On the brink of a heated election year session, House Republicans face a tough choice: either build an agenda based on their goals for the country, or one that gives them the best chance to retain control of the chamber.
Perhaps the best example of this dilemma is the debate over Social Security reform. While many Republicans support partial privatization plans to help revitalize the Social Security system, they fear that they may not be able to sell that idea to voters. As a result, their legislative plans may well end up on hold this year.
After repeating the "Stop the Raid" mantra for nearly a year now in an effort to take full credit for the Social Security lock-box initiative -- which took Social Security dollars off budget for the first time -- most Republicans say the next step is to offer private investment options for building retirement nest eggs.
But top GOP strategists predict that Congress won't make the move in 2000. The reason boils down to a basic lack of confidence in the intelligence of the average American voter. On the surface, private savings options sound like plans to throw out Social Security altogether, even though in truth they are only envisioned as ways to supplement the existing system.
Rep. John Boehner, R-Ohio, who believes in partial privatization, admitted that such efforts could have disastrous repercussions in an election year. "It opens you up for attack from the left," he said.
Last spring, the NRCC commissioned a poll, conducted by Linda DiVall of American Viewpoint Inc., which concluded that support for private investing of Social Security dollars into the stock market was shaky at best even though 88 percent of respondents said they favored Social Security reform.
Majority Whip Tom DeLay, R-Texas, cited DiVall's poll last year as evidence that "Stop the Raid" was a simpler message to secure senior citizen support. But even though Republicans generally agree that the lock box was just the first step toward fixing Social Security's woes, GOP members and strategists say the poll rules out further reform attempts in this election year.
Pollster DiVall and some Democrats agree that privatization is a bad move for the GOP. "To move forward without acknowledgement of this will significantly endanger an already fragile GOP majority," DiVall wrote.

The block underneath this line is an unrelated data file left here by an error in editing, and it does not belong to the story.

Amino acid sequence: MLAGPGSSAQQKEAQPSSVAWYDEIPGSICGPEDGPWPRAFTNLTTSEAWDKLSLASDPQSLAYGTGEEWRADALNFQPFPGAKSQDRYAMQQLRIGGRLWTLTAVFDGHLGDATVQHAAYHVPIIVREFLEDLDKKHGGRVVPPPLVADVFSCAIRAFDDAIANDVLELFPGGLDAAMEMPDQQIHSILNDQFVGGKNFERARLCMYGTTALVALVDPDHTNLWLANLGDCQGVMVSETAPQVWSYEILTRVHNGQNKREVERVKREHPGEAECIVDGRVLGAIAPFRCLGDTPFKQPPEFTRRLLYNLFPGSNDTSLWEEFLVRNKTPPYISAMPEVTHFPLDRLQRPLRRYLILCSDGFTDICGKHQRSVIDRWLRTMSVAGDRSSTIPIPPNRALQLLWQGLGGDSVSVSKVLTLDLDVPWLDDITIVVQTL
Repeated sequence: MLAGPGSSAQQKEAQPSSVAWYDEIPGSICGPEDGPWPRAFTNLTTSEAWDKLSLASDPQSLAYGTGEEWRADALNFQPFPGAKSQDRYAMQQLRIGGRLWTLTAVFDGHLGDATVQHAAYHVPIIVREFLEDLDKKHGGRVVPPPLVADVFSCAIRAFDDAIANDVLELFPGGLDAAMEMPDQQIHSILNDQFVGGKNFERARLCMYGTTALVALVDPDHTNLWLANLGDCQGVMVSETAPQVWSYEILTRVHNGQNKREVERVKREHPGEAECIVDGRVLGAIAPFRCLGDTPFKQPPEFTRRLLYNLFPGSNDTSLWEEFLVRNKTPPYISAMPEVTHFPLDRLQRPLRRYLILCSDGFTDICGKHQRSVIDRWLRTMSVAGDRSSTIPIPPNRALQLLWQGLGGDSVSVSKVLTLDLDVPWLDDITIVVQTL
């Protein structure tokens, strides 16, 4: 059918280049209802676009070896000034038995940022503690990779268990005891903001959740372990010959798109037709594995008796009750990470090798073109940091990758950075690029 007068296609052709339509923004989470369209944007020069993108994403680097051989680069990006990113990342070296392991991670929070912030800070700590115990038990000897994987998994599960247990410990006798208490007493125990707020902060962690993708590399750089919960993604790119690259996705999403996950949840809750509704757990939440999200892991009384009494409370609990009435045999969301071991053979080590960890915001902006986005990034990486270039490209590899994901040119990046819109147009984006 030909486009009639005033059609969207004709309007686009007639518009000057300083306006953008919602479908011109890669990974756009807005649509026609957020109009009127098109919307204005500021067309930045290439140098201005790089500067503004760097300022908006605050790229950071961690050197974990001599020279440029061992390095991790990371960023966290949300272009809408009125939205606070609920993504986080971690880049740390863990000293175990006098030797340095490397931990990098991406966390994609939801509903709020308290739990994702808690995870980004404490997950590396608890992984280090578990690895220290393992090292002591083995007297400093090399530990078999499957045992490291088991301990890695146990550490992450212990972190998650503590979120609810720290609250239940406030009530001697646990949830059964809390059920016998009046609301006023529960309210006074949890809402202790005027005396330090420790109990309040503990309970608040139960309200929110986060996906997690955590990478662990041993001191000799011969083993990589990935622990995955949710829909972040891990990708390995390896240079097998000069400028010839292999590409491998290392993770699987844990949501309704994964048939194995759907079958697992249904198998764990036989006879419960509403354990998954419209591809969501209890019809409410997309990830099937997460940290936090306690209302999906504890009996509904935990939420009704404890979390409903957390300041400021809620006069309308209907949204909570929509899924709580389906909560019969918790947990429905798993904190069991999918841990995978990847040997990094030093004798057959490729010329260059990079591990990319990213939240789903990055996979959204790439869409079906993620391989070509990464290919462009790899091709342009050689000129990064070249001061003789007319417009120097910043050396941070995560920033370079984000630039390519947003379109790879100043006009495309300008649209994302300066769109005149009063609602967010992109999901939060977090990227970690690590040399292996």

"It'll give us the opportunity to hit them," said Steve Elmendorf, chief of staff for Minority Leader Richard Gephardt, D-Mo. "We've always known that [privatization] is what they're for."
Nevertheless, some Republicans are determined to go ahead anyway. House Ways and Means Chairman Bill Archer, R-Texas, and Rep. Clay Shaw, R-Fla., plan to promote their joint plan for private investment of Social Security dollars this session - despite warnings from GOP strategists that the political consequences of trying to sell that message may not be worth the risk.
Social Security reform "must rely on the greater earning capacity of the private sector," Archer said.
As Archer held court outside the House chamber early in January, touting the benefits of private sector investment, his Democratic counterpart, New York Rep. Charlie Rangel, jumped in to say he was willing to work together and discuss reform possibilities. "Social Security, in my opinion, is something we can do in a bipartisan way," the congressman rasped. "It's my feeling that if the president and both parties agreed, then the American people would be in accord."
Furthermore, Rangel is afraid that if the parties don't work together on Social Security they will both lose ground in election 2000. "I'm afraid that the sucking sound you're hearing from Republicans may include us too," he said.
Privatization ideas get varied reactions from different age groups, Boehner said. Young people tend to doubt that Social Security will be there for them upon retirement, and therefore are more open to reform, while older Americans resist any effort to disrupt the system's status quo.